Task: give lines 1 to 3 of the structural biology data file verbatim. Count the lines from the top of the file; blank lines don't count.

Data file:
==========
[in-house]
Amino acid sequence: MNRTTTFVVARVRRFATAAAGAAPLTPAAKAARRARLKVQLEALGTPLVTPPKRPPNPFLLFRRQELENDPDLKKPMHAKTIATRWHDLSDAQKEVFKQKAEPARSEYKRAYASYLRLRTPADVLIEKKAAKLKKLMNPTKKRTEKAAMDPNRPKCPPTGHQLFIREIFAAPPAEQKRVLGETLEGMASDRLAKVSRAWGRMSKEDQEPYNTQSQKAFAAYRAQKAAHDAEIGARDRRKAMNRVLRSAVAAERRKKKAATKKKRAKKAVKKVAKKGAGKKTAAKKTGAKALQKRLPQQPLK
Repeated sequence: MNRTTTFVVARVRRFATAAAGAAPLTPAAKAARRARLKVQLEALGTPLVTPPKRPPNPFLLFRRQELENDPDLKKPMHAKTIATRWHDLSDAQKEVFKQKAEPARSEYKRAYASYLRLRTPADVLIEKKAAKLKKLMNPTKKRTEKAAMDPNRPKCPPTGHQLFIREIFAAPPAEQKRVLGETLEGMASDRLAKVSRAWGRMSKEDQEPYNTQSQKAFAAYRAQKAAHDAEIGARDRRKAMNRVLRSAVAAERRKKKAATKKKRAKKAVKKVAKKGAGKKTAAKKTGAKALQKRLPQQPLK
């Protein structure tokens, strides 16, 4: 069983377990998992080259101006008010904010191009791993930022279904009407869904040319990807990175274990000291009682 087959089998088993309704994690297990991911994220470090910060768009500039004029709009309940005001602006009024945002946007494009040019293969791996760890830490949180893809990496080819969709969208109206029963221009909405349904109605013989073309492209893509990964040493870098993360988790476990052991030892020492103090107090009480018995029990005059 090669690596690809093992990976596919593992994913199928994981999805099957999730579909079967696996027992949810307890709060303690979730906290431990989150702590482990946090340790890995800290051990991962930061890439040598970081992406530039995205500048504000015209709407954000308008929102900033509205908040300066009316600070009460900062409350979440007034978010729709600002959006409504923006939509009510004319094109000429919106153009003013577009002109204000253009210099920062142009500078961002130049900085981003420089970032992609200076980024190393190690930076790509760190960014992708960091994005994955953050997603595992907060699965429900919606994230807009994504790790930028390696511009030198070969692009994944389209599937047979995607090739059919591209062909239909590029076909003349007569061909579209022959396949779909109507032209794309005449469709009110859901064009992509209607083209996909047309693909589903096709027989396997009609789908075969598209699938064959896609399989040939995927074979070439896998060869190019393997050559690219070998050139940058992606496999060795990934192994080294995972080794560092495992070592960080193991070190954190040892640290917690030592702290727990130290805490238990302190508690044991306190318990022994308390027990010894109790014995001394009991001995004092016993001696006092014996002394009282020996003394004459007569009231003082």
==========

[in-house]
Amino acid sequence: MNRTTTFVVARVRRFATAAAGAAPLTPAAKAARRARLKVQLEALGTPLVTPPKRPPNPFLLFRRQELENDPDLKKPMHAKTIATRWHDLSDAQKEVFKQKAEPARSEYKRAYASYLRLRTPADVLIEKKAAKLKKLMNPTKKRTEKAAMDPNRPKCPPTGHQLFIREIFAAPPAEQKRVLGETLEGMASDRLAKVSRAWGRMSKEDQEPYNTQSQKAFAAYRAQKAAHDAEIGARDRRKAMNRVLRSAVAAERRKKKAATKKKRAKKAVKKVAKKGAGKKTAAKKTGAKALQKRLPQQPLK
Repeated sequence: MNRTTTFVVARVRRFATAAAGAAPLTPAAKAARRARLKVQLEALGTPLVTPPKRPPNPFLLFRRQELENDPDLKKPMHAKTIATRWHDLSDAQKEVFKQKAEPARSEYKRAYASYLRLRTPADVLIEKKAAKLKKLMNPTKKRTEKAAMDPNRPKCPPTGHQLFIREIFAAPPAEQKRVLGETLEGMASDRLAKVSRAWGRMSKEDQEPYNTQSQKAFAAYRAQKAAHDAEIGARDRRKAMNRVLRSAVAAERRKKKAATKKKRAKKAVKKVAKKGAGKKTAAKKTGAKALQKRLPQQPLK